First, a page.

Saigon street eats paradise

Saigon has been long well-known as food paradise where different food cultures meet. This young city, actually, had few origin dishes. Saigonese are open-minded and we appreciate the diversity of cultures. Most of the food you find in Saigon now are migrated from other regions and countries, mainly from Mekong Delta and the Chinese groups. Some are kept as its original flavors, but most of them are slightly modified to create a suitable taste for Saigonese. Saigonese love eating out, thus it is not difficult to find a food street in every turn. Food lovers will surely get lost with thousands of food choices along the hustle bustle streets.

Saigon bread roll “Bánh mì Saigon”

“Bánh mì” – bread roll was introduced to Saigon – Gia Dinh in the early 1900s during the French colonial period. At first bread roll was just a quick choice for students and blue-collar workers in the break time, and was simply combined with ham only. The breads at that time had solid core and soft skin like French baguette, and ham was served separately. Gradually, shapes and ingredients of breads were slightly changed to create more crispy skin and thinner core so that it can be filled with layers of pate, mayonnaise, sliced Vietnamese hams, pickles, sliced cucumbers, sprigs of coriander, and last but not least, fresh pounded chilies. And this is why Bánh mì has been awarded as one of the best “sandwiches” in the world. Walking around Saigon you’ll see dozens of carts with signs selling Banh mi – it’s actually hard to go more than a block without seeing one – so it’s never hard to find. Nowadays, with the creative yet sophisticated eating demand of Saigonese, Bánh mì is also served with many other ingredients such as shao mai (by Chinese Vietnamese), fish cake, grilled chicken, grilled minced pork sliders, etc.

Broken rice with grilled pork chop “Cơm tấm”

“Cơm Tấm” -Broken rice with grilled pork chop is as popular to Saigonse and Southern Vietnamese as Pho to Hanoians. The broken rice is the leftover of grains after being milled, it is cooked and eaten with grilled pork chop, steamed egg, shredded pork, pickles and a little bit of sweet fish sauce. Cơm Tấm used to be the main course of the poor living in rural areas only. When people from the countryside moved to Saigon for working and living, they brought the taste of Cơm Tấm to every corner of this city. It is said that Cơm Tấm was a creation of a Hainan Chef who worked for a Western restaurant, that explains why a fork and a spoon are always used when having Cơm Tấm. Starting from the most basic version of Com Tam, you can then upgrade with all sorts of marvelous extra things like a fried egg, Chinese sausage, braised eggs, etc. The list goes on. Years before Cơm Tấm was mainly served as breakfast only, but during the past 5 years, a lot of Cơm Tấm stalls has started to open at night and attracted a great deal of street eaters.

 Sticky rice “Xôi”

Saigonese loves “Xôi” – steamed sticky rice. Sticky rice can be used to create hundreds of different dishes, including both main course and desserts. Elders, children and adults eats sticky rice in the morning, afternoon or evening. Steamed sticky rice can be divided into two main types: sweet and salty, and can be mixed with abundant of ingredients. The original salty sticky rice “Xôi mặn” is a combination of steamed sticky rice, pate, grind peanuts, Vietnamese ham, Chinese sausage, quail egg, pork floss and some spring onion stir-fried in oil. Besides, people also put in some grilled chicken and char siu to enrich the flavor. With the finical eating habit, Saigonese has worked out a diversity of methods to make the best desserts by sticky rice. Some of those that can be named are green bean sticky rice with sugar or fried onion, sticky corn stewed with coconut milk, young green sticky rice, red gac fruit and magneta plant sticky rice, durian sticky rice, etc. Normally salty sticky rice is sold together at the same stall with Bánh mì.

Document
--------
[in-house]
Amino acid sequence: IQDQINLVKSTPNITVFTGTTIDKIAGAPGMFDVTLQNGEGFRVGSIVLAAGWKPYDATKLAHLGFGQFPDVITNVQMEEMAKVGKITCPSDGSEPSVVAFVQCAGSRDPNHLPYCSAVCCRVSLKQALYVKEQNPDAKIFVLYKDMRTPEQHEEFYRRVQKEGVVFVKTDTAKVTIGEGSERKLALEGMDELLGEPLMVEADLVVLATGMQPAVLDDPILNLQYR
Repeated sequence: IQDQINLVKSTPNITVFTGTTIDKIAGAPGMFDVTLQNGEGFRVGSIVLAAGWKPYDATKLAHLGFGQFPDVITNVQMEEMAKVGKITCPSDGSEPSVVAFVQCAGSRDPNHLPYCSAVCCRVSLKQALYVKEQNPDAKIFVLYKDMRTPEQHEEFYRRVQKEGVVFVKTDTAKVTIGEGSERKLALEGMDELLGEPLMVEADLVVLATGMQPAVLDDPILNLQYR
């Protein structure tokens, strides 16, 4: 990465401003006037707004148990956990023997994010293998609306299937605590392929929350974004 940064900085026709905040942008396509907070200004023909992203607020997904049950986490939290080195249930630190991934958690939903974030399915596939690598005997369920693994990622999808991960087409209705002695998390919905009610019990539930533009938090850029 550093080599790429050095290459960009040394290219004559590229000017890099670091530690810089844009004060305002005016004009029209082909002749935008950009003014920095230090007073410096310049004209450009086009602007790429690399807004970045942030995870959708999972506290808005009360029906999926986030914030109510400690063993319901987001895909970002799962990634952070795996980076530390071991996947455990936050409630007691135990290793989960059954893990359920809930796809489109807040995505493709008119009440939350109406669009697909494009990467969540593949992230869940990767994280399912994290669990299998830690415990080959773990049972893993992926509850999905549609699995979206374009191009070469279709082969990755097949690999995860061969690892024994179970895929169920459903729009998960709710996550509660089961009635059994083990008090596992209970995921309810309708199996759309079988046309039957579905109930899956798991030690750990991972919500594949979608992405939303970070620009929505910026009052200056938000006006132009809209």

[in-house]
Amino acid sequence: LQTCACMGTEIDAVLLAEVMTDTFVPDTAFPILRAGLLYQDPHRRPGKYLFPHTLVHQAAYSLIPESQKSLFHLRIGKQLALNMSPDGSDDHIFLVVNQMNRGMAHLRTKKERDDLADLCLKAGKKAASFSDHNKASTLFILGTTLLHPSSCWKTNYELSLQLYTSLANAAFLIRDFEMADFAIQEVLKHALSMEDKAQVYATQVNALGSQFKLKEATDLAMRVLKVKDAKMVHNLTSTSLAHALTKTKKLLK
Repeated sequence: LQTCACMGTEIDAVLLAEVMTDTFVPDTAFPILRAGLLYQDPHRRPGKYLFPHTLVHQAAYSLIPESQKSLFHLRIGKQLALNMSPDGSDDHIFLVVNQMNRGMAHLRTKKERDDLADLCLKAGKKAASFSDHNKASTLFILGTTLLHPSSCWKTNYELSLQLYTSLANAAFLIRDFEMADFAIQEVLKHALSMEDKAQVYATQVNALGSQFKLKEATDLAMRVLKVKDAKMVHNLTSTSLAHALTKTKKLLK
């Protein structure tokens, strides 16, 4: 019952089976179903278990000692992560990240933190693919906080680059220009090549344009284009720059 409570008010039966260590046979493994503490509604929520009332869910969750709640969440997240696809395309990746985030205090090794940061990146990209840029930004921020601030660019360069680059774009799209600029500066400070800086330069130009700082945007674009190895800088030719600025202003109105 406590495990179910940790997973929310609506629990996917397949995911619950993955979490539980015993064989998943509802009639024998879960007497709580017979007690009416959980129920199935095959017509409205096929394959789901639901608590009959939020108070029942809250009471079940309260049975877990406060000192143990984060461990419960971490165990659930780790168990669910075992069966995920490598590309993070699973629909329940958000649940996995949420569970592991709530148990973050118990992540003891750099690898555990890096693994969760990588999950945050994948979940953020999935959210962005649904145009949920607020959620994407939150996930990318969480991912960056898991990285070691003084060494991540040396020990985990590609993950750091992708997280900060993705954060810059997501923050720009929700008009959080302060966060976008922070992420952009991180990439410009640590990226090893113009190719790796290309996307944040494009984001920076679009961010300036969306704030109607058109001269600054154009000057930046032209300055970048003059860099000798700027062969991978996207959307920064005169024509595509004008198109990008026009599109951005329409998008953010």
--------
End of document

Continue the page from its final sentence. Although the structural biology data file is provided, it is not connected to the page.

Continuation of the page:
Grilled seafood and snails “Hải sản – Ốc”

“Ốc”-snails, as they are known in Vietnamese, can basically refer to any type of snails, usually saltwater, and they are so popular, they could be considered a major part of the Vietnamese culture of Saigon. When you go to a snail food stall – called “quan oc”, there are typically dozens of different snails to choose from, as well as other shells like blood cockles, clams, and often shrimp and crab as well. The seafood selection of the day is normally proudly displayed at the front of the food stall or restaurant, and you proceed to choose whatever looks good to you. After you choose the type of raw snails you’d like to eat, then choose a method for it to be cooked – like grilled, sautéed, coated in salt and chili, steamed, curried, and so on. Before Saigonese did not prefer having Ốc at night as they believed it would cause difficult digestion. But the booming of snail food stalls in Saigon have proved that, snails and grilled seafood are a wonderful choice for those who love to meet friends after work, sit down to relax, enjoy some cold beer and snacks.

Grilled rice paper (Bánh tráng nướng)

Having just been adopted by Saigonese for the past 4 years, “Bánh tráng nướng” -grilled rice paper has proved itself a worth-trying street food for every foodie. There are more venders that sell “Bánh tráng nướng” and each of them serves a different taste. A special type of rice paper is used for making this Vietnamese pizza. Rice paper is placed on the charcoal grill, and topped with scrambled eggs (some places use quail eggs), minced pork/beef/chicken, dried shrimp, cheese, tiny mussels, spring onion and a lot more ingredients which sure to meet expectation of most picky street eaters. Then the rice paper will be folded, or cut, or even rolled and served with hot chili sauce and tamarind sauce.

Pan-fried scrambled egg rice cake “Bột chiên”

“Bột chiên” is basically fried rice cakes. The rice cakes are made from rice flour and tapioca starch, some Chinese and other Southeast Asian versions include daikon radish in the cakes. The cakes are sliced into bite sized pieces, then fried, normally on a hot skillet in lots of lard, along with some light seasonings, until crispy and golden brown on the edges. Once cooked, the rice cakes are topped with an egg and a handful of green onions before being served. The result of bộc chiên are little bite sized nuggets of crispy sticky rice flour, enriched with egg, and with a nice smoky flavor. “Bột chiên” was served on a plate, along with a side sauce which was a perfect combination of soy sauce, red vinegar, sugar and hot chili, and topped with a handful of thinly shredded green papaya, giving it a nice fresh touch.